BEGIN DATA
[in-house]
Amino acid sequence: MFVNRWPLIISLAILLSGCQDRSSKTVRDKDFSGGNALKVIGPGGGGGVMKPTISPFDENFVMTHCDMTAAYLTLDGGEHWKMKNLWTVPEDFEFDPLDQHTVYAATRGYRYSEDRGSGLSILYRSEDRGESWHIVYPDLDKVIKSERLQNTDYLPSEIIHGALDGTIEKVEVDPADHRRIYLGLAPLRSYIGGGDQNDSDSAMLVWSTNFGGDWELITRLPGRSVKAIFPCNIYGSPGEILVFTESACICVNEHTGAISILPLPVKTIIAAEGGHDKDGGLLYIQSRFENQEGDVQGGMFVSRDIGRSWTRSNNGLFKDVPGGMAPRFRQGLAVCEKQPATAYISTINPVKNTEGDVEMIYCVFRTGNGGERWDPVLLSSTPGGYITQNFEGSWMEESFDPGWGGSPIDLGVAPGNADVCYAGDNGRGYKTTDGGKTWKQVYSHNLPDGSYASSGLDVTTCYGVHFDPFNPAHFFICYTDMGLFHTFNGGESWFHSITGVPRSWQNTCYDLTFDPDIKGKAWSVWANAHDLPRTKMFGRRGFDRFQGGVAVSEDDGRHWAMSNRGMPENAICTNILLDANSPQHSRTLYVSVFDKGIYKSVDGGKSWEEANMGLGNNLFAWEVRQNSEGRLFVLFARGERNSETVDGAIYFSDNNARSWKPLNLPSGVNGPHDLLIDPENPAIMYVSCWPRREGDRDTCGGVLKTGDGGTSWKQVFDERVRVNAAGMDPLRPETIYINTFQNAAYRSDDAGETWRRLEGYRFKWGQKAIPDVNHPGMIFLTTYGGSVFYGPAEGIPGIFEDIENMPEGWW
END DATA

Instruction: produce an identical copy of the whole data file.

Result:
[in-house]
Amino acid sequence: MFVNRWPLIISLAILLSGCQDRSSKTVRDKDFSGGNALKVIGPGGGGGVMKPTISPFDENFVMTHCDMTAAYLTLDGGEHWKMKNLWTVPEDFEFDPLDQHTVYAATRGYRYSEDRGSGLSILYRSEDRGESWHIVYPDLDKVIKSERLQNTDYLPSEIIHGALDGTIEKVEVDPADHRRIYLGLAPLRSYIGGGDQNDSDSAMLVWSTNFGGDWELITRLPGRSVKAIFPCNIYGSPGEILVFTESACICVNEHTGAISILPLPVKTIIAAEGGHDKDGGLLYIQSRFENQEGDVQGGMFVSRDIGRSWTRSNNGLFKDVPGGMAPRFRQGLAVCEKQPATAYISTINPVKNTEGDVEMIYCVFRTGNGGERWDPVLLSSTPGGYITQNFEGSWMEESFDPGWGGSPIDLGVAPGNADVCYAGDNGRGYKTTDGGKTWKQVYSHNLPDGSYASSGLDVTTCYGVHFDPFNPAHFFICYTDMGLFHTFNGGESWFHSITGVPRSWQNTCYDLTFDPDIKGKAWSVWANAHDLPRTKMFGRRGFDRFQGGVAVSEDDGRHWAMSNRGMPENAICTNILLDANSPQHSRTLYVSVFDKGIYKSVDGGKSWEEANMGLGNNLFAWEVRQNSEGRLFVLFARGERNSETVDGAIYFSDNNARSWKPLNLPSGVNGPHDLLIDPENPAIMYVSCWPRREGDRDTCGGVLKTGDGGTSWKQVFDERVRVNAAGMDPLRPETIYINTFQNAAYRSDDAGETWRRLEGYRFKWGQKAIPDVNHPGMIFLTTYGGSVFYGPAEGIPGIFEDIENMPEGWW